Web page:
They Are Us by Cheryl Shainmark

I remember in the ’60s, being six or seven years old, and visiting my great-grandmother Teresa in a nursing home, shortly before she died at age 94. She only spoke Italian, and my Dad taught us a few words to say to her: Come sta? Bene; prego. Her son Henry, my grandfather, was bi-lingual; her grandson – my Dad – had a smattering of the old tongue, and now I had the four words he taught me.

My great-grandparents, Teresa and Antonio, came here from Italy at the turn of the 20th century because a representative from a Rhode Island textile mill went over to Italy to sign up workers and bring them here. The soap works, the silver factory, the coastal fisheries and the other mill towns in New England all did the same, though some went to Portugal, Hungary or Poland to get their workers. The immigrants all lived in the same towns, but had their own neighborhoods, churches, bakeries, and newspapers. My great-grandmother spoke Italian with the shopkeepers, the nuns, and most of her co-workers. Of course, once she had kids, they could translate for her as needed, because they spoke English.  Life was simpler then – everything was walking distance and Teresa didn’t have to get a driver’s license, sit on a jury, make a payment over the phone, or deal with Cablevision.  If she did, I think she would have had to “Press 2 for Italian.”

My mother’s side of the family got here in the 1700s and 1800s, before there was an Ellis Island or formal registration process. Much like the Pilgrims, they didn’t have documentation or anybody’s permission to land here. It was known around the world that America needed workers, and they were looking for a better life, or fleeing religious persecution, war, or famine. If they were alive today, they would have to press 3 for Swedish, 4 for Norwegian, 5 for French, 6 for Rumanian, 7 for whatever it is the Welsh speak, and, I suspect, but cannot prove, 8 for Yiddish. Good thing life was simpler back then, and that the children they bore in Virginia, the Oregon Willamette Valley, in Oklahoma, Nebraska and Idaho, all learned English and translated for them, too. It’s because of this history that I’ve always thought the whole “Press 2 for Spanish” debacle was as American as can be, and one of those “problems” that solves itself in one generation.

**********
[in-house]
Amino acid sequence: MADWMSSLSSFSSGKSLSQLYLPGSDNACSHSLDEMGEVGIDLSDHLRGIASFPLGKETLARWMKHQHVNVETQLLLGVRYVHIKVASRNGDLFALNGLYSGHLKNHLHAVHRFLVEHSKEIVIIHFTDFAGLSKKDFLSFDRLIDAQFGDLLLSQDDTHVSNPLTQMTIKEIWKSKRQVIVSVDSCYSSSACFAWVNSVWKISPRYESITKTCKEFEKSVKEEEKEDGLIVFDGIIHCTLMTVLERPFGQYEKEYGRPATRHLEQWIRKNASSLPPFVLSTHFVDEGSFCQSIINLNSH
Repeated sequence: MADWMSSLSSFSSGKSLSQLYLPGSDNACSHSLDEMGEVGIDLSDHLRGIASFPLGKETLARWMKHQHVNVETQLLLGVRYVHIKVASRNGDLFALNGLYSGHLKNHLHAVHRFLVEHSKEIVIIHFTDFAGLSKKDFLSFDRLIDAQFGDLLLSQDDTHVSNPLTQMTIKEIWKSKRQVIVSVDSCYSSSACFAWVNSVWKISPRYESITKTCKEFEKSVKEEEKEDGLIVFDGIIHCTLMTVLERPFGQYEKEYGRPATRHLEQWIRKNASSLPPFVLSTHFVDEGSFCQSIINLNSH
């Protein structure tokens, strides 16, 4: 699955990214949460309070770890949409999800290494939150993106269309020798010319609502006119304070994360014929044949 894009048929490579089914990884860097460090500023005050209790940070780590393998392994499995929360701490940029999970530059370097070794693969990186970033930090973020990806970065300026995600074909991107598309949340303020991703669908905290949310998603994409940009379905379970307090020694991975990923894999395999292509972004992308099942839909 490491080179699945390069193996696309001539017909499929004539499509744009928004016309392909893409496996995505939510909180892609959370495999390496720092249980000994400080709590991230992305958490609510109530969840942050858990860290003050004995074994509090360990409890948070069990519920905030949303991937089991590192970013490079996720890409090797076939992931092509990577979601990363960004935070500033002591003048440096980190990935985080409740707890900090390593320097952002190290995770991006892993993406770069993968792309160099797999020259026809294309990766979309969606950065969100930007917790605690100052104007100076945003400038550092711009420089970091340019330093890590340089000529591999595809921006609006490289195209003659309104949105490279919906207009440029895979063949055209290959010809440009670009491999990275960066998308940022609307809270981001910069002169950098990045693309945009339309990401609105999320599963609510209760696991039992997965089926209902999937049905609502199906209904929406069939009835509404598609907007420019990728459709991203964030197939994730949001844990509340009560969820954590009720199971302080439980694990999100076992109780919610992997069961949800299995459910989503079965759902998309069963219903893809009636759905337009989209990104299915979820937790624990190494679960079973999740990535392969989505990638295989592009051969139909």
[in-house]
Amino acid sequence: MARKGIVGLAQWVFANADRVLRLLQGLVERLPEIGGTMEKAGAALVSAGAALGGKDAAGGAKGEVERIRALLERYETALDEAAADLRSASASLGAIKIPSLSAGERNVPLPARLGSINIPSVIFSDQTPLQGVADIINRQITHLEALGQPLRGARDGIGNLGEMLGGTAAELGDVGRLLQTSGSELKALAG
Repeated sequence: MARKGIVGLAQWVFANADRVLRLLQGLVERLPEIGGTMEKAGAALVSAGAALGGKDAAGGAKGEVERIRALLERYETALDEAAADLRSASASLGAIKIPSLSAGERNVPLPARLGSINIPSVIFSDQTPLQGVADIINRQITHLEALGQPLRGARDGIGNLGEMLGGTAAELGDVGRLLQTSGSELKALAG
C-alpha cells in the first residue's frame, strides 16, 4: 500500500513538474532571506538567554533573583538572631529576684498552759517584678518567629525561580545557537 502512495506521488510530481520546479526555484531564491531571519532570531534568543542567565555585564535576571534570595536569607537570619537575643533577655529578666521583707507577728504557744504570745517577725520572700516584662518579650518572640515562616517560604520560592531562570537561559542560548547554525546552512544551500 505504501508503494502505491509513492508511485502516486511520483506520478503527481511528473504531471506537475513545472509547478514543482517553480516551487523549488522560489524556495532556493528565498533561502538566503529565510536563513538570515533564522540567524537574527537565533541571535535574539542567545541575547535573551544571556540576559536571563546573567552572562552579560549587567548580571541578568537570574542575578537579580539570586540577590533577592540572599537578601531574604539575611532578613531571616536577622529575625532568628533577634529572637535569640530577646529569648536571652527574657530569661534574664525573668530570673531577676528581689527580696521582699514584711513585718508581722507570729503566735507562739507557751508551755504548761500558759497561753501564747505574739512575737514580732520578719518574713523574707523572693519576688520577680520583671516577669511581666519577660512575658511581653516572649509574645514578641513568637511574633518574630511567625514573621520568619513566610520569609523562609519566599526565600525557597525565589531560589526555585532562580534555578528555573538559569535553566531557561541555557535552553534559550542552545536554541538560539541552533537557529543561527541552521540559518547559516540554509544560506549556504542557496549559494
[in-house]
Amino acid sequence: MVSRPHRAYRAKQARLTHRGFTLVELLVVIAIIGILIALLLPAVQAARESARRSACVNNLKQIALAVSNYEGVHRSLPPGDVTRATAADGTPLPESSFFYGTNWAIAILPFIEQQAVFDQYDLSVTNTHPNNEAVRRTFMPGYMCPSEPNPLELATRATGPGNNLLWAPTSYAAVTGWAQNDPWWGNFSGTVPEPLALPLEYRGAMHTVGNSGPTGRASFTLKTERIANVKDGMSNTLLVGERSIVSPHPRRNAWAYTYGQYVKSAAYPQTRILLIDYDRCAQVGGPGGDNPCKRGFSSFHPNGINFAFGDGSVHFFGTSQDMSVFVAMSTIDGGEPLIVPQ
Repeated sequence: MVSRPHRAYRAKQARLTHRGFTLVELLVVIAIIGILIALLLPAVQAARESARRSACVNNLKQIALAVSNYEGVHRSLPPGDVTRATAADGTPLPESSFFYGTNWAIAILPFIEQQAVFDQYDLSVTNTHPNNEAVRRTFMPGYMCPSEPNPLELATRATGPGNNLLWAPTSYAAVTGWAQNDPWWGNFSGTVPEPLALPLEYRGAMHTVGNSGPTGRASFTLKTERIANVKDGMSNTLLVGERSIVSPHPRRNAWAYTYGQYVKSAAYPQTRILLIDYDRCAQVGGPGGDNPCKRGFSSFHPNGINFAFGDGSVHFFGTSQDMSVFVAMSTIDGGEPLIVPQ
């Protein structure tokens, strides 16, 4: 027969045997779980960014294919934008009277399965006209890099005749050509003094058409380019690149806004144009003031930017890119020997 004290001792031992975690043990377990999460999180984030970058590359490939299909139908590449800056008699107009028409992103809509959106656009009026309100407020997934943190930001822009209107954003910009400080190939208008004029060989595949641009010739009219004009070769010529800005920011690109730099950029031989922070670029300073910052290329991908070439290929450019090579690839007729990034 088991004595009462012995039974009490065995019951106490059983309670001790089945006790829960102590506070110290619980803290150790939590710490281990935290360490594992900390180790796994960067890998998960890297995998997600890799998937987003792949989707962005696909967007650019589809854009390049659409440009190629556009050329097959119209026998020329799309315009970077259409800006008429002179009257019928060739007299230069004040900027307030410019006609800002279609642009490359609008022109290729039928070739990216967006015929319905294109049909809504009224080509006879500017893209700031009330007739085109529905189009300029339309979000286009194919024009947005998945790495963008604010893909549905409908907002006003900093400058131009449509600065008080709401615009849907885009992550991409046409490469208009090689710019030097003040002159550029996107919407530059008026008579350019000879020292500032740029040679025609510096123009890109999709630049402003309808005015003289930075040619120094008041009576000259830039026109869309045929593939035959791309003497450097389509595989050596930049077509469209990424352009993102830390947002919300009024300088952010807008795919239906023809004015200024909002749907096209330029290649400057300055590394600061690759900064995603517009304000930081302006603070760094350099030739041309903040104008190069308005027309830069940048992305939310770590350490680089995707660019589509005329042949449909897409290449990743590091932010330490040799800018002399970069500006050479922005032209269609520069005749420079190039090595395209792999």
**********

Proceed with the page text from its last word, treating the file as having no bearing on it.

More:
And guess what? America still need workers! My ancestors settled here and cleared forests, farmed, opened shops, built and founded towns. They worked the looms and machinery to produce cloth. Today’s immigrants work in the chicken houses in Delmarva, on the farms in Arizona and California, the meat packing plants in Kansas and Illinois, and in the kitchens of restaurants and for lawn care companies up and down the East Coast. Food is rotting in the fields right now and hurricane reconstruction is delayed in Houston because of a lack of workers.  If we were honest brokers when it came to immigration, we would meet the caravans at the border with a hot meal, visas and and a bus ticket to a guaranteed job.

Some enter legally, some illegally. To focus on that issue alone is mean spirited and short sighted. We need these new Americans. They are us – the us of 75, 100, or 200 years ago. They are our next wave of workers and innovators. Their children are the translators who will not need to press 2,3,4 or any other number. In the future their grandchildren will celebrate family occasions with one or two ethnic dishes from recipes that have been handed down through the family, and then send a saliva sample to to find out more about “the old country.” They are us.


Photo credit: PBS